The Plumber's Radio Show

I had been writing commercials for a talk-radio station located on the beach in South Florida. Money-wise, the best thing about working at the station was the view of the beach. But I had been clawing my way up from a complete psychological and financial wipe-out as a result of a thorough divorce, so writing one-voicers (with music under) for used furniture stores and emergency septic-tank service was the next rung up for me.
   But the day finally came when I was ready to move further up the ladder. Any ladder.
   I asked the general manager to consider ways we might more greatly reward my efforts for the company. In order to be helpful, I offered a number of suggestions, ranging from augmenting my pay to giving me use of our trade-out arrangements with some of our restaurant accounts (meaning we gave them radio advertising and they gave us culinary delights). One of the suggestions I made was that I be promoted to radio star. Since that was the cheapest way to buy me off, the manager assented my stardom was okay with him. He wrote me a hall pass to the broadcast room and wished me luck. As I left his office, he also advised me that I would need the Program Director's approval for a promotion of that magnitude.
   When he heard my request, the Program Director looked at me with pity. He didn't say so, but I gleaned that, in his estimation, my star-potential was similar to the condition of many actual celestial bodies: remote, dim, and invisible to the naked eye.
   I suggested he let me develop my radio muscles broadcasting late at night when only security guards are still awake (a few of them, anyway), but he objected that he would rather not jeopardize such an important segment of our audience. Nonetheless, he admitted he did have a slot in mind for me; he needed a host for the new "plumber's call-in talk-show" that would debut on the station tomorrow night. He grinned malevolently and suggested this show might be the first rung on the ladder to my towering stardom. So I took the job.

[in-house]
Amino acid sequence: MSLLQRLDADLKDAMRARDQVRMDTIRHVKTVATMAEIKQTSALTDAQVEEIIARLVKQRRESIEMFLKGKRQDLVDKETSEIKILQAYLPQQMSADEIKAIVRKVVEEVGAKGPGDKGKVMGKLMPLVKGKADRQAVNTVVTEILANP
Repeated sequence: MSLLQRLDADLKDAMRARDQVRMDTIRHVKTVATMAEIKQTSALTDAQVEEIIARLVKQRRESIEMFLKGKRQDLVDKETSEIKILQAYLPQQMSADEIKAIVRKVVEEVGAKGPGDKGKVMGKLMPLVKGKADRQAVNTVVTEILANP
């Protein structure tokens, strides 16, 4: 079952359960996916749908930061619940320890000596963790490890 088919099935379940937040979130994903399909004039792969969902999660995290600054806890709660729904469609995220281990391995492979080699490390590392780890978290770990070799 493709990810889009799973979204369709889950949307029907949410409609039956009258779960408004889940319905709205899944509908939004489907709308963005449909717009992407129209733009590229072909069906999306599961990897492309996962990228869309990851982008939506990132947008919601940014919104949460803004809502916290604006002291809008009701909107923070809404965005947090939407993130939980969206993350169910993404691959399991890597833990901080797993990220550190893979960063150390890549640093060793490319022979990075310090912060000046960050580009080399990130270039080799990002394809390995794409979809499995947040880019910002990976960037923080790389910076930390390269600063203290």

From the moment I woke up on the day of the show, I was in the grip of broadcast fear. The show was to be a whole hour long. I wondered if I could last that long without succumbing to heart-failure. Or running out of things to say.
   I tried to call the plumber who would be the show's expert so we could get together and plan what we were going to do, but couldn't reach him.
   Went to the library, but none of the books on plumbing seemed to hit the right slant for a radio show. I tried to compensate for all the years I had neglected this vital subject by skimming through three fat plumbing encyclopedias while I sweated out the last few hours remaining before show time.
   Figured the plumber would be prepared for the show. Maybe I could coast. And the producer who put the show together said the plumber was a very outgoing, talkative type who made even sink traps seem interesting. I relaxed. After all, how bad could it be?